“So previously we may have seen a makeup brand pay a celebrity as an endorser and that celebrity would be sure to use those products and discuss them in interviews.
“Now we see the same idea, but with people who have established credibility in a particular niche, for example fitness or parenting, through their posts on social media. The boom in this style of marketing is just a reflection of societal change.”
But exactly how ‘real’ are these posts and the people behind them, and are they having a negative impact on the youth who believe the story behind an Instagram filter is perfect?
Ms Hembrow, who has faced her fair share of criticism, says she is the real deal – what you see is what you get.
“You can’t always believe what you see on Instagram though,’’ she adds.
“That’s why I find it so important to be transparent with my followers. Some people say what I promote is fake – it’s not, it takes really hard work and dedication.
“But some people do promote unrealistic goals so you have to be careful.
“I want people to know that you can achieve your goals, but not without hard work and eating right. But nobody’s life is perfect.
“That’s why I like YouTube so much because it also shows different sides of me and my family.
“Like me without makeup, or when (son) Wolf is throwing a tantrum. Instagram is just one aspect of my life and I think if people keep that in mind and follow people they feel are honest and transparent, it can be a positive tool.”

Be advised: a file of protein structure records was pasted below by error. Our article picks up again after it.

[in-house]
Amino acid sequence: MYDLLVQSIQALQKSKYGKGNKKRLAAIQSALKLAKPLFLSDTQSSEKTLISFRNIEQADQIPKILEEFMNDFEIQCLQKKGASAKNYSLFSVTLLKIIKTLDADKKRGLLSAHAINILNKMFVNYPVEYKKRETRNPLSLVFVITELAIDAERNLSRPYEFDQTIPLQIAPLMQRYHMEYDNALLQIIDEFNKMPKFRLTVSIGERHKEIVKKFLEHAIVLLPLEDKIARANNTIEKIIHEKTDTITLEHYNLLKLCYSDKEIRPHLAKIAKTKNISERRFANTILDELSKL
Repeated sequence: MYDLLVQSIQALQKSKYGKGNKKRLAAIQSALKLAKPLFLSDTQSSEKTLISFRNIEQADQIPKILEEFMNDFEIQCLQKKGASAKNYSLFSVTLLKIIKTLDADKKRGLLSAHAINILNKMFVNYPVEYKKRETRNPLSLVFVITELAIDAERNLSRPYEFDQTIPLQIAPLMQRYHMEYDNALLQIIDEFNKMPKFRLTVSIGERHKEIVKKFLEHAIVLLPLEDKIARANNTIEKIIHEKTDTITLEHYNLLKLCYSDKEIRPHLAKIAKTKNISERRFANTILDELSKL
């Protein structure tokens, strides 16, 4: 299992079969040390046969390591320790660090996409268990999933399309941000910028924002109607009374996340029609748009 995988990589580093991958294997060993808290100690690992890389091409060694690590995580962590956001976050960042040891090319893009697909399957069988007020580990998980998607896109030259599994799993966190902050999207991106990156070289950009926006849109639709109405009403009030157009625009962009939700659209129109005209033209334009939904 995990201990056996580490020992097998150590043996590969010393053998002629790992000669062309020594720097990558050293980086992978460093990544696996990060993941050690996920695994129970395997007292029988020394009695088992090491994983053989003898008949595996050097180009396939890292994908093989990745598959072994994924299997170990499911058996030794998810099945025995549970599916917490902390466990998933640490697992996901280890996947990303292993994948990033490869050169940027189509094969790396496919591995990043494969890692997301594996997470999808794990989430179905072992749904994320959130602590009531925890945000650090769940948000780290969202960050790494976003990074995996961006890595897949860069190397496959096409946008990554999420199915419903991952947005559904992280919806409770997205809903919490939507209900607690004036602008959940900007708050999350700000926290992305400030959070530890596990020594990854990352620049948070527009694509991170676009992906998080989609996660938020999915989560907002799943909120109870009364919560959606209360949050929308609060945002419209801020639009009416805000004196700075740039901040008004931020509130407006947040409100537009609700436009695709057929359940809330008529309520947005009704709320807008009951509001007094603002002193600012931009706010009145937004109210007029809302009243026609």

Dr Barnes says authenticity is key.
“One of the things about social media is that if you aren’t transparent, if you aren’t authentic, then you are eventually found out.
“It is the power of the masses. If you are reaching hundreds of thousands of people, then the power of hundreds of thousands of people to uncover the truth is quite high.”
The world of social media does not come without its pitfalls, with concerns also raised about the need to clearly identify paid endorsements.
In March, the Australian Association of National Advertisers amended the Advertiser Code of Ethics to ensure that sponsored content posts are identified.
“There has been an awful lot of research that shows that younger people are far more media literate when it comes to social media than the older generations,’’ Dr Barnes says.
“They are far more critical of what they see and authenticity is the key to longevity in these spaces.